MEADOWS: And often people would be asking, going to New York next week, what’s the weather going to be like? And it would be up to you to figure out a forecast for that region pretty quickly.
ED KIESER: Yeah, so in my earlier days, I’d have a stack of maps and I’d be looking through paper maps right in the studio and coming up with the forecast. And in the later years, I could just do a little some searching online to bring up maps quicker and get some more detail. So that became easier as the years went along. But still, again, I was trying to do something more than what you would just get off a weather app just using my judgment and training to give the best possible forecast there
MEADOWS: for a few years. Also you were on WILL-TV as well. When we were bringing regular forecasts during the prime-time hours there.
ED KIESER: Yeah, we had a program called your weather on WILL-TV and it consisted of two one-minute weathercast early in the evening and then a four minute weather cast at 9:58. And that aired about nine years or so, went from ’02 until 2010.
On Being a Local Celebrity
MEADOWS: People who do the weather and I don’t know why it’s the weather in particular. If you do the weather on TV and radio, a lot of people suddenly know who you are. It’s really something that I think the audience has an identification with. Did you experience that yourself, with people who know that you’re Ed Keiser, the guy giving the weather and WILL?
ED KIESER: Yeah, you know, it’s strange. I am not broadcasting now. And I live in Columbus, Ohio. So, nobody knows who I am. I still do weather forecasting there. But, I come back to Champaign Urbana, there’s still people that to this day that know who I am. And it’s kind of strange that like, wow, it’s been a long time now. But yeah, there’s that recognizability sometimes it’s good. Sometimes it’s bad. A lot of times dependent on the weather, people like to compliment you on the weather is beautiful, even though I have nothing to do with that. And they want to blame me when the weather is bad, even though I had nothing to do with that, either. It’s kind of funny. People feel like they know you. And you know, that’s one of the things I really loved about radio, there is that connection with the audience. It’s there and it made it great. And when I did the weather here, I was not some sort of broadcasting actor, or something like that. I’d like to say I was authentic. You know, I was very serious about my work. And I think that came through and I think that came through in a good way. I do miss it. It was a lot of fun. And it felt like it was a position that provided value to a lot of people. And you know, I’m glad I had the opportunity to do that over the years.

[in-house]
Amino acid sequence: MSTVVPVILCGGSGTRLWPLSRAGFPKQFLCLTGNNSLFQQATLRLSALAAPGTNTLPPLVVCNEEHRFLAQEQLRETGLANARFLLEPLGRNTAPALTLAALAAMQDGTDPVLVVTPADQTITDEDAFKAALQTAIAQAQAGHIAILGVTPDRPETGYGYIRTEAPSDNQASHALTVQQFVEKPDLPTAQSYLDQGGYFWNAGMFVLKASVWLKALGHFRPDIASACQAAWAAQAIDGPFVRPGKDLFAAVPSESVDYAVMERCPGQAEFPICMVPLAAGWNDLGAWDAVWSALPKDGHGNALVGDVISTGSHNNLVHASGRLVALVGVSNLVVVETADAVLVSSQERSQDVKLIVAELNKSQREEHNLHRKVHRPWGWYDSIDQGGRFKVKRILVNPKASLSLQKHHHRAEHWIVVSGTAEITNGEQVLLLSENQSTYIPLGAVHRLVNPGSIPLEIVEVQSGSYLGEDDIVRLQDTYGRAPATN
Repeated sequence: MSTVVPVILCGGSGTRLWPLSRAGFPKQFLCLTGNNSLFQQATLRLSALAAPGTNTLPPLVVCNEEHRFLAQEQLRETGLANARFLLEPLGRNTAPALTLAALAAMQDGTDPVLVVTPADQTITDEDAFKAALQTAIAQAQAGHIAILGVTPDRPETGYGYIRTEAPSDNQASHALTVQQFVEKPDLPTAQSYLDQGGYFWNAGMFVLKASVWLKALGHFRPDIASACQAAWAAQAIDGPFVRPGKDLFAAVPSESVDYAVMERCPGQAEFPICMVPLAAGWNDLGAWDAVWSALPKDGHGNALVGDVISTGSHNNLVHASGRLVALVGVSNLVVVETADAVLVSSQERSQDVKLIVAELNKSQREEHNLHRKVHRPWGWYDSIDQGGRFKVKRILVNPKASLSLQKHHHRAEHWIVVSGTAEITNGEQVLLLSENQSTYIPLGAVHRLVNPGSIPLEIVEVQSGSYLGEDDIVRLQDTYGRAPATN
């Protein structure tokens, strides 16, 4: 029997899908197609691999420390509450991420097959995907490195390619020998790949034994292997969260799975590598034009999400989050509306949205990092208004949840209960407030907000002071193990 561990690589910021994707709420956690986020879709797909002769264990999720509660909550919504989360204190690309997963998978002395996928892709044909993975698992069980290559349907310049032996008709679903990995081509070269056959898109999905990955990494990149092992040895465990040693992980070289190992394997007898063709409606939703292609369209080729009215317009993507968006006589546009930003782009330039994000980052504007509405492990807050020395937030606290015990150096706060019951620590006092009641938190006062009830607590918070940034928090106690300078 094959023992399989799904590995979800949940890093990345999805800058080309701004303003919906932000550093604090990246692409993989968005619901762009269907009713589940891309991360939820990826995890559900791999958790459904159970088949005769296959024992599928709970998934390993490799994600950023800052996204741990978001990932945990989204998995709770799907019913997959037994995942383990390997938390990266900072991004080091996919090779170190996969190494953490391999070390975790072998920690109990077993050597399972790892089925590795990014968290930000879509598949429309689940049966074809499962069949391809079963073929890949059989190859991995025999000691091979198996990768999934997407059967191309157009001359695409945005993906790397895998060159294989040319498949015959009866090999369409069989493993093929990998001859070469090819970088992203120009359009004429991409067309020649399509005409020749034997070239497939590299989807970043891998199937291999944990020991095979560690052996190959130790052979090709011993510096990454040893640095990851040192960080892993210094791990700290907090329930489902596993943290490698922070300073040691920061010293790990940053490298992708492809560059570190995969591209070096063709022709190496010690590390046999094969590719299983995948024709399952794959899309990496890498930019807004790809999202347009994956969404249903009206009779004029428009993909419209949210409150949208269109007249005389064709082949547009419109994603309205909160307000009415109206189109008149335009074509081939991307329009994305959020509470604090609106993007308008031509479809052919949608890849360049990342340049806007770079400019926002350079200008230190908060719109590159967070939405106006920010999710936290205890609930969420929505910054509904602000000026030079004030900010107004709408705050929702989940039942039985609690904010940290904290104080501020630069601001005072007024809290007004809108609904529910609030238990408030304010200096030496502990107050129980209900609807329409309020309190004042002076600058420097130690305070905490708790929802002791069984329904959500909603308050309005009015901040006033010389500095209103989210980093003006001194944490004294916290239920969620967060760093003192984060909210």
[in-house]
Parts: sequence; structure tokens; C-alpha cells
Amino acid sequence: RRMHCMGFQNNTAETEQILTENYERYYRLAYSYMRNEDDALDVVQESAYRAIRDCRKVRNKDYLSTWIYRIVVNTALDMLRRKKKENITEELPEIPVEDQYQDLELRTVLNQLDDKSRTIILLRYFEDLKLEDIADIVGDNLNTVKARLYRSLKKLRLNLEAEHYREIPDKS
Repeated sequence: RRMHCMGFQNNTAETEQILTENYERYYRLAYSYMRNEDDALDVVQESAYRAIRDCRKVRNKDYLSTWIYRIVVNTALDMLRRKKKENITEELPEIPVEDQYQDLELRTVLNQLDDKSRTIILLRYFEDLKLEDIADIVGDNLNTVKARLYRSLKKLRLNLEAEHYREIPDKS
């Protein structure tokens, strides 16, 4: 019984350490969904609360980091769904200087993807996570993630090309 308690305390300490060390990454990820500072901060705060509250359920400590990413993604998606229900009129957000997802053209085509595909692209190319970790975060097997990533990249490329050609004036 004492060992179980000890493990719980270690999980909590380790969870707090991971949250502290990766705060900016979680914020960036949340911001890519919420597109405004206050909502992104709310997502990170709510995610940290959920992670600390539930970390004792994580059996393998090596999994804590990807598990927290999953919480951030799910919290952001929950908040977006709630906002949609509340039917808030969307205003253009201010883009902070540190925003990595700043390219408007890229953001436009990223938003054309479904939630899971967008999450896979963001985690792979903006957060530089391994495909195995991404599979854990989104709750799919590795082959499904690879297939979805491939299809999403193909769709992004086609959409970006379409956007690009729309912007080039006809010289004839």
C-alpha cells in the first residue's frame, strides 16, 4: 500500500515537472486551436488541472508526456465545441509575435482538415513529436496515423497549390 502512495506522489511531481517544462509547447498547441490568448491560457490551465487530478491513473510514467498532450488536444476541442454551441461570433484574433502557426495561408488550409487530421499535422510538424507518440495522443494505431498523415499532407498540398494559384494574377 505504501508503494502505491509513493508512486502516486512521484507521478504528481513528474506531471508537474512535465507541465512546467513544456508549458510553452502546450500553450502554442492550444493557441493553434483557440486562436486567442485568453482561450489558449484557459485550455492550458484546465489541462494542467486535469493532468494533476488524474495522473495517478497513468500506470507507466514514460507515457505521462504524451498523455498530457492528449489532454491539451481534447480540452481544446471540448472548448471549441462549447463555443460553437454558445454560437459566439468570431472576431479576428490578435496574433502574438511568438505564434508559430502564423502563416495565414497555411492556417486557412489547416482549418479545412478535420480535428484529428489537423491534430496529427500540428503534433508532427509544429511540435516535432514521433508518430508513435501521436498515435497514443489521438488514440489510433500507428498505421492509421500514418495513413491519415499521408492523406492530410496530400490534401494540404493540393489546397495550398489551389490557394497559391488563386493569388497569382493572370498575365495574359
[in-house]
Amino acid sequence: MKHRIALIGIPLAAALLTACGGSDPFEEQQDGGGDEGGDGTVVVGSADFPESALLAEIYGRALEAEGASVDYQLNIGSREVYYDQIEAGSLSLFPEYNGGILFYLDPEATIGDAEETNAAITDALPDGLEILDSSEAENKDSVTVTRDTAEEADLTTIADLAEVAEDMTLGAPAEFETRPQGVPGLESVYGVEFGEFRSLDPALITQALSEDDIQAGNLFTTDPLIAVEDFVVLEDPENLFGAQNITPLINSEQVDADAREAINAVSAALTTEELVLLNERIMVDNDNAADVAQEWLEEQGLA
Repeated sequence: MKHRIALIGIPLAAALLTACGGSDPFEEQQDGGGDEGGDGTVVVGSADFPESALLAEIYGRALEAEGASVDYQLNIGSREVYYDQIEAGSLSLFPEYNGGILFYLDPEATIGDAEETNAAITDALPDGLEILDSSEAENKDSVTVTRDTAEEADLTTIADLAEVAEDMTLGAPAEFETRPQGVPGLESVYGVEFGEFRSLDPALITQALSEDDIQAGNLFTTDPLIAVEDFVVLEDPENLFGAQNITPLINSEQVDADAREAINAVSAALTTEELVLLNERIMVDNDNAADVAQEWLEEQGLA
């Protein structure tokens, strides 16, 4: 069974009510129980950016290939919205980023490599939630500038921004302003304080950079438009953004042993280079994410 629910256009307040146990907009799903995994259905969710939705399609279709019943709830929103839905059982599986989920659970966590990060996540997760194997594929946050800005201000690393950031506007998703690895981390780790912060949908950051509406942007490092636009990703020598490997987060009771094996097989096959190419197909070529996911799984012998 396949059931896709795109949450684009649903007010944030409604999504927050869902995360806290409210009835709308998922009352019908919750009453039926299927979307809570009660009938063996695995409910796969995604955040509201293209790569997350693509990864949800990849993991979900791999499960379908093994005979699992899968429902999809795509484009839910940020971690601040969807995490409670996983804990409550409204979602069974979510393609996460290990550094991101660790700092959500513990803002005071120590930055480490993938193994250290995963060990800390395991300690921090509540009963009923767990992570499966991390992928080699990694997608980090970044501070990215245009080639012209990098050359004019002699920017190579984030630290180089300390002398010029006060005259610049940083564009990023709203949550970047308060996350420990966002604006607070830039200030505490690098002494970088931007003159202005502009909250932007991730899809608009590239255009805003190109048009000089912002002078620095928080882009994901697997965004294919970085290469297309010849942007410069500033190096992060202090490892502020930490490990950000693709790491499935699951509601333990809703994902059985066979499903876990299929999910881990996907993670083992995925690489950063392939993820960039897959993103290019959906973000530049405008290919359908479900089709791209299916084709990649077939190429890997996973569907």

Ed Kieser and Andrew Pritchard
While WILL no longer has Ed Kieser on staff, or even its own weather department, it does have the services of a meteorologist. Andrew Pritchard provides weather forecasts for WILL AM and FM every weekday and can often be heard on the air during severe weather. Andrew is the son of retired WILL Radio technical director Mike Pritchard, and Kieser has known him for a long time — even attending his first birthday party.
“And when he was three, we had our first live tornado show at the Champaign Public Library and Andrew was in attendance there with his father,” says Kieser. “And not too many years after that, he started drawing me pictures of tornadoes and sending them in. And he got bitten by the weather bug and always loved weather. And we just continued that relationship and he ended up working in the weather office as a student helper for a while, while I was still here too. And now I’m proud to say he’s taken over the reins and continues that meteorological tradition.”
Pritchard’s early interest in weather forecasting puts him in the same category as Ed Kieser, who also developed his fascination with the weather as a child — only Kieser says his interest started with something else.
“I was into maps,” said Kieser. “And I saw maps on TV during the weather. And then I started to chart stuff off the TV weathercast, flipping around the few channels we had back then getting weather information. And then I just started to learn how to forecast the weather. And then when big storms came along, of course, I was very interested in them and just went from there.”
Today, Ed Kieser lives with his family in Columbus, Ohio, where he is a senior meteorologist for American Electric Power, an Ohio-based utility company operating in eleven states.